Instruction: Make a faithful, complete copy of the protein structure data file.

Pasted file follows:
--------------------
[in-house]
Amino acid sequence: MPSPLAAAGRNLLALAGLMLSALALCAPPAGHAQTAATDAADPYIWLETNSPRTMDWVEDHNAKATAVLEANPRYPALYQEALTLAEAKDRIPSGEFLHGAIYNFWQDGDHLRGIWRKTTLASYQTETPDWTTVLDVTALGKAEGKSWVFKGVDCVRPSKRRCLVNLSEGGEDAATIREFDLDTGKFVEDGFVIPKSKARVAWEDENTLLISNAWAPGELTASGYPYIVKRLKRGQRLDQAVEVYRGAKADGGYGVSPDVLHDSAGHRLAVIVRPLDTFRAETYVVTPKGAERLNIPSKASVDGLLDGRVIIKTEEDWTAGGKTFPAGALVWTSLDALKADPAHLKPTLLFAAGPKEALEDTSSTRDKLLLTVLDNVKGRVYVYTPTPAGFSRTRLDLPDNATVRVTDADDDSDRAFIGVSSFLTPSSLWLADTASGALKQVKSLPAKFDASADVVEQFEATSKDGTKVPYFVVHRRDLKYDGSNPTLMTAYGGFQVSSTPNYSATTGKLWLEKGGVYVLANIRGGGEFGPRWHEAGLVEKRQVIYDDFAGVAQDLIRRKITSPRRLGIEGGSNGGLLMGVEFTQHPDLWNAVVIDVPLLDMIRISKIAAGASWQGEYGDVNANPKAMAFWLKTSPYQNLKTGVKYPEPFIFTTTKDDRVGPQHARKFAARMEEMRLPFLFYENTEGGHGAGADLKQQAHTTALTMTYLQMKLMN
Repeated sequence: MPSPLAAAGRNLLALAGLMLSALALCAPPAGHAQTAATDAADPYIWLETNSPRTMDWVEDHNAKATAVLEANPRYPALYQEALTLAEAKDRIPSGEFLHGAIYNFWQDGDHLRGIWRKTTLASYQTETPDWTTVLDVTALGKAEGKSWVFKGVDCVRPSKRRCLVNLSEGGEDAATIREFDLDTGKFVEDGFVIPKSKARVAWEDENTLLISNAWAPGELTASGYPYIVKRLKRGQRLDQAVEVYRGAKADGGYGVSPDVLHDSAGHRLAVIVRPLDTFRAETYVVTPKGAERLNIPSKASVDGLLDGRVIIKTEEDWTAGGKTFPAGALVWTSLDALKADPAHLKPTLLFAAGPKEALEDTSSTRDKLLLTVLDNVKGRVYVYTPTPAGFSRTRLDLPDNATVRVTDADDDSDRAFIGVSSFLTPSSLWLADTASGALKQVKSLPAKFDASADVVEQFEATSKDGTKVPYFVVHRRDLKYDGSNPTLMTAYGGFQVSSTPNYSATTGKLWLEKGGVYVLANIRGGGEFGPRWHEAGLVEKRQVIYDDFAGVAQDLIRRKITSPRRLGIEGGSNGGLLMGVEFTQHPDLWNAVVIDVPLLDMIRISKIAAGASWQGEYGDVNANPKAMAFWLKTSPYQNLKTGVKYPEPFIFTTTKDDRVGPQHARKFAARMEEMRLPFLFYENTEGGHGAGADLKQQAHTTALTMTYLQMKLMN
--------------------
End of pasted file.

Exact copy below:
[in-house]
Amino acid sequence: MPSPLAAAGRNLLALAGLMLSALALCAPPAGHAQTAATDAADPYIWLETNSPRTMDWVEDHNAKATAVLEANPRYPALYQEALTLAEAKDRIPSGEFLHGAIYNFWQDGDHLRGIWRKTTLASYQTETPDWTTVLDVTALGKAEGKSWVFKGVDCVRPSKRRCLVNLSEGGEDAATIREFDLDTGKFVEDGFVIPKSKARVAWEDENTLLISNAWAPGELTASGYPYIVKRLKRGQRLDQAVEVYRGAKADGGYGVSPDVLHDSAGHRLAVIVRPLDTFRAETYVVTPKGAERLNIPSKASVDGLLDGRVIIKTEEDWTAGGKTFPAGALVWTSLDALKADPAHLKPTLLFAAGPKEALEDTSSTRDKLLLTVLDNVKGRVYVYTPTPAGFSRTRLDLPDNATVRVTDADDDSDRAFIGVSSFLTPSSLWLADTASGALKQVKSLPAKFDASADVVEQFEATSKDGTKVPYFVVHRRDLKYDGSNPTLMTAYGGFQVSSTPNYSATTGKLWLEKGGVYVLANIRGGGEFGPRWHEAGLVEKRQVIYDDFAGVAQDLIRRKITSPRRLGIEGGSNGGLLMGVEFTQHPDLWNAVVIDVPLLDMIRISKIAAGASWQGEYGDVNANPKAMAFWLKTSPYQNLKTGVKYPEPFIFTTTKDDRVGPQHARKFAARMEEMRLPFLFYENTEGGHGAGADLKQQAHTTALTMTYLQMKLMN
Repeated sequence: MPSPLAAAGRNLLALAGLMLSALALCAPPAGHAQTAATDAADPYIWLETNSPRTMDWVEDHNAKATAVLEANPRYPALYQEALTLAEAKDRIPSGEFLHGAIYNFWQDGDHLRGIWRKTTLASYQTETPDWTTVLDVTALGKAEGKSWVFKGVDCVRPSKRRCLVNLSEGGEDAATIREFDLDTGKFVEDGFVIPKSKARVAWEDENTLLISNAWAPGELTASGYPYIVKRLKRGQRLDQAVEVYRGAKADGGYGVSPDVLHDSAGHRLAVIVRPLDTFRAETYVVTPKGAERLNIPSKASVDGLLDGRVIIKTEEDWTAGGKTFPAGALVWTSLDALKADPAHLKPTLLFAAGPKEALEDTSSTRDKLLLTVLDNVKGRVYVYTPTPAGFSRTRLDLPDNATVRVTDADDDSDRAFIGVSSFLTPSSLWLADTASGALKQVKSLPAKFDASADVVEQFEATSKDGTKVPYFVVHRRDLKYDGSNPTLMTAYGGFQVSSTPNYSATTGKLWLEKGGVYVLANIRGGGEFGPRWHEAGLVEKRQVIYDDFAGVAQDLIRRKITSPRRLGIEGGSNGGLLMGVEFTQHPDLWNAVVIDVPLLDMIRISKIAAGASWQGEYGDVNANPKAMAFWLKTSPYQNLKTGVKYPEPFIFTTTKDDRVGPQHARKFAARMEEMRLPFLFYENTEGGHGAGADLKQQAHTTALTMTYLQMKLMN